Purpose: An antegrade approach is frequently used in catheter-directed thrombolysis to remove deep-vein thrombosis. However, the antegrade approach is difficult when accessing veins with small diameters; therefore, understanding the variation of deep calf vein is important. Methods: This study measured the diameters and surface areas of the proximal and distal posterior tibial vein, peroneal vein, and anterior tibial vein to determine which are preferable for venous access. This study dissected 132 legs from Korean and Thai cadavers. The proximal and distal posterior tibial vein, peroneal vein, and anterior tibial vein were scanned and measured. Results: The mean diameter and surface area were largest for the proximal tibial vein, at 6.34 mm and 0.312 cm2, respectively, followed by the anterior tibial vein (5.22 mm and 0.213 cm2), distal posterior tibial vein (3.29 mm and 0.091 cm2), and peroneal vein (3.43 mm and 0.081 cm2). The proximal posterior tibial vein and anterior tibial vein have large diameters and surface areas, which make them ideal for applying an antegrade approach in catheter-directed thrombolysis. Conclusions: The distal posterior tibial vein and peroneal vein are not recommended due to their smaller surface areas and also the anatomical variations therein.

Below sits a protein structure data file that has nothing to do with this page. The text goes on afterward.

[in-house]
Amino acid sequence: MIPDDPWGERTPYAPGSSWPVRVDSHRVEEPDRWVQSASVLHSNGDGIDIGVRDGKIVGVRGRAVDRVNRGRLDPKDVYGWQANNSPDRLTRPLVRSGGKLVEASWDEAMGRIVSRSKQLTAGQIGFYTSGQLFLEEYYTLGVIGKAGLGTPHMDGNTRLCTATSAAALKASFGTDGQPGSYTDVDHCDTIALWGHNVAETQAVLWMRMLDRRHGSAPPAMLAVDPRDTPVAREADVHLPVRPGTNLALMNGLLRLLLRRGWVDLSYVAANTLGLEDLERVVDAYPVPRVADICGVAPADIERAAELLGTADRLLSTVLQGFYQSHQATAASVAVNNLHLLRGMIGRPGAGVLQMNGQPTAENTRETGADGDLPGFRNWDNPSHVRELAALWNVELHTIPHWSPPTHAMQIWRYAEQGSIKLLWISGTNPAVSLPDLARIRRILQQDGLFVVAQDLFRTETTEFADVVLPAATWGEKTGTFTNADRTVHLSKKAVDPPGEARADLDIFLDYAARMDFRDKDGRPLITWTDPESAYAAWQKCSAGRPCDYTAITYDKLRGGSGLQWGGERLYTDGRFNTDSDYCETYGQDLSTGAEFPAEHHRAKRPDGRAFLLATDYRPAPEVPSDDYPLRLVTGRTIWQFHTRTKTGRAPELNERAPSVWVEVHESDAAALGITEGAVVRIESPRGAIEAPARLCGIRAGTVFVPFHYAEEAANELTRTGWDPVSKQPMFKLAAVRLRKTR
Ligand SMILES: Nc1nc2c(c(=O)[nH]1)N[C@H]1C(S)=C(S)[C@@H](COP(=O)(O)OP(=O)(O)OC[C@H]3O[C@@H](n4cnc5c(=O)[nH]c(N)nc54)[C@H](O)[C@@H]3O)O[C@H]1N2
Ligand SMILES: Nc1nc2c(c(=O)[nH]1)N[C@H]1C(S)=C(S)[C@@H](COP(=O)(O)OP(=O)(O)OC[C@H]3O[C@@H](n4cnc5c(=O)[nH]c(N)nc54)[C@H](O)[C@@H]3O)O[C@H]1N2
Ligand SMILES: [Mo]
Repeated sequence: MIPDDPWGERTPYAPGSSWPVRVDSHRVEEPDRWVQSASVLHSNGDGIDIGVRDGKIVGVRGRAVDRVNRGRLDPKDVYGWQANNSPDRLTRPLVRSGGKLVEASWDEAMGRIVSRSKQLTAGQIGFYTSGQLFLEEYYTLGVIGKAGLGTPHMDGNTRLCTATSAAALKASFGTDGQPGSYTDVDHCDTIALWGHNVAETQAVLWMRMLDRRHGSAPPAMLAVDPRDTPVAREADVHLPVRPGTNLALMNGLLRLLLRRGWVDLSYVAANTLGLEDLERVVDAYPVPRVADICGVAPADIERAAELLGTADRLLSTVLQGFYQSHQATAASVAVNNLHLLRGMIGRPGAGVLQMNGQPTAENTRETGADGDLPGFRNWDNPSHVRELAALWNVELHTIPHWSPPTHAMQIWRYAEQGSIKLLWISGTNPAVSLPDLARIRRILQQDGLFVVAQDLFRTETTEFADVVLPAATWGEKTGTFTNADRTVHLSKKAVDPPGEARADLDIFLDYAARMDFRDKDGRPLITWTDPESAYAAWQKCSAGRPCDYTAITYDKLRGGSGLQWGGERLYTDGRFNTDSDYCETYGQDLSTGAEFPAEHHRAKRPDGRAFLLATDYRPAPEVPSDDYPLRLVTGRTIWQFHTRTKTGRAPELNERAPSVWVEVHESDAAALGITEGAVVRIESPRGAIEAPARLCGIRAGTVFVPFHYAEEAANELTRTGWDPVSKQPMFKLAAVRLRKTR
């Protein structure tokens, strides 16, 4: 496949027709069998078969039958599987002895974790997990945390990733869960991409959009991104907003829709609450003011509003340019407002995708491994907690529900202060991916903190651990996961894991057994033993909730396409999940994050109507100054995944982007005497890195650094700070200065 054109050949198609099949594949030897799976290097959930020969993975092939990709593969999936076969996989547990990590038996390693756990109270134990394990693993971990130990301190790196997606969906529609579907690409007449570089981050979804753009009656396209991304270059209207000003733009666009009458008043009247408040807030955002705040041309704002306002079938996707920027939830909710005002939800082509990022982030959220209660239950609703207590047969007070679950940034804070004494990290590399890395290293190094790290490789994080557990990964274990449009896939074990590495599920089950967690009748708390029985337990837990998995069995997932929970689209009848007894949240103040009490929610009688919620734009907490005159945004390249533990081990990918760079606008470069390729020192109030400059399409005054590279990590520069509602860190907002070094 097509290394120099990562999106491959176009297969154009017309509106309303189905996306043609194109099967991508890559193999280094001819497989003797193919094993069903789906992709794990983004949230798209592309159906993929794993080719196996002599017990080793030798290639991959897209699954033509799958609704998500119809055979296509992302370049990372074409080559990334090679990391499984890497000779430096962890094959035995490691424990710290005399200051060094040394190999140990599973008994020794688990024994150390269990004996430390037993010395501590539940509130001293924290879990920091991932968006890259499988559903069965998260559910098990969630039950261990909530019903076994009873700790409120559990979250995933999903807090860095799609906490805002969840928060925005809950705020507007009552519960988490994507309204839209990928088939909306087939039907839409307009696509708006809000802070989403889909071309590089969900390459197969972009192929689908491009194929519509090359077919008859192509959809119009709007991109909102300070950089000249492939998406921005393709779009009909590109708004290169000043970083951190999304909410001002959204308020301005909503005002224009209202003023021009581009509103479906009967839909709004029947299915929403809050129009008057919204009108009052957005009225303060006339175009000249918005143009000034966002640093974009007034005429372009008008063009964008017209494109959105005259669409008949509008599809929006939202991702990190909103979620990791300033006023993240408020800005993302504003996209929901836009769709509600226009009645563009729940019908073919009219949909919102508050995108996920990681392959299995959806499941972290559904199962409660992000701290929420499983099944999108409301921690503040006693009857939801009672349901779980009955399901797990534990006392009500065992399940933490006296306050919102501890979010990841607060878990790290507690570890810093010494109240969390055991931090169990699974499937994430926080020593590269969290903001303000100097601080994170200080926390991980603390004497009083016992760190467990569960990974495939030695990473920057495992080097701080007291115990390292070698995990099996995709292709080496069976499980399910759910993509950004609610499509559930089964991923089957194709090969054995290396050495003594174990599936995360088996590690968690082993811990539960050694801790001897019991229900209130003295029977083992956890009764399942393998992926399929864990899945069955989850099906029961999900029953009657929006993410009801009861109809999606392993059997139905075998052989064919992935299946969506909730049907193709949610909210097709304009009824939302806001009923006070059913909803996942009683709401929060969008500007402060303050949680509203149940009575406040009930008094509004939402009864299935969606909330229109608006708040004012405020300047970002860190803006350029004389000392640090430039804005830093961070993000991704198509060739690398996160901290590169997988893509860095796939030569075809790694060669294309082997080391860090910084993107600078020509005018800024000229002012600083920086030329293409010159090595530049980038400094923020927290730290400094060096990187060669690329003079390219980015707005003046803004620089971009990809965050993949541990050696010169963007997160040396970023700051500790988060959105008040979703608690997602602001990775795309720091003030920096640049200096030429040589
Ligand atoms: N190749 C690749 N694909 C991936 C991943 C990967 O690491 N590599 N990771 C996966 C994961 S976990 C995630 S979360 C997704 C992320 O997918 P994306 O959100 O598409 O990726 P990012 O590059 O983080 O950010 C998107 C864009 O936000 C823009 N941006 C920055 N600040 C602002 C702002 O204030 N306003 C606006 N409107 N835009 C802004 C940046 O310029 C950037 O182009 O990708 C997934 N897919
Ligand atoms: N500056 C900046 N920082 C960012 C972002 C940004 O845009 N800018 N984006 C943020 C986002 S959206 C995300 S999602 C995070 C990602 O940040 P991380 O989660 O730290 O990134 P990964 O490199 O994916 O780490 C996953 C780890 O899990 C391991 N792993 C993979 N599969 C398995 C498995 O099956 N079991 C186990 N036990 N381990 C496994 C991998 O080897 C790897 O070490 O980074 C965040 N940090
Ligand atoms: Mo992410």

|Number of pages||6|
|Journal||Surgical and Radiologic Anatomy|
|Publication status||Published - 2021 Dec|
Bibliographical noteFunding Information:
The authors sincerely thank those who donated their bodies to science so that anatomical research could be performed. Results from such research can potentially increase mankind's overall knowledge that can then improve patient care. Therefore, these donors and their families deserve our highest gratitude. The authors thank Eun-Byul Yi from Eonbuk elementary school for illustrations. This work was supported by the National Research Foundation of Korea (NRF) grant funded by the Korean government (MSIP) (NRF-2019R1C1C1010776).
© 2021, The Author(s), under exclusive licence to Springer-Verlag France SAS, part of Springer Nature.
All Science Journal Classification (ASJC) codes
- Pathology and Forensic Medicine
- Radiology Nuclear Medicine and imaging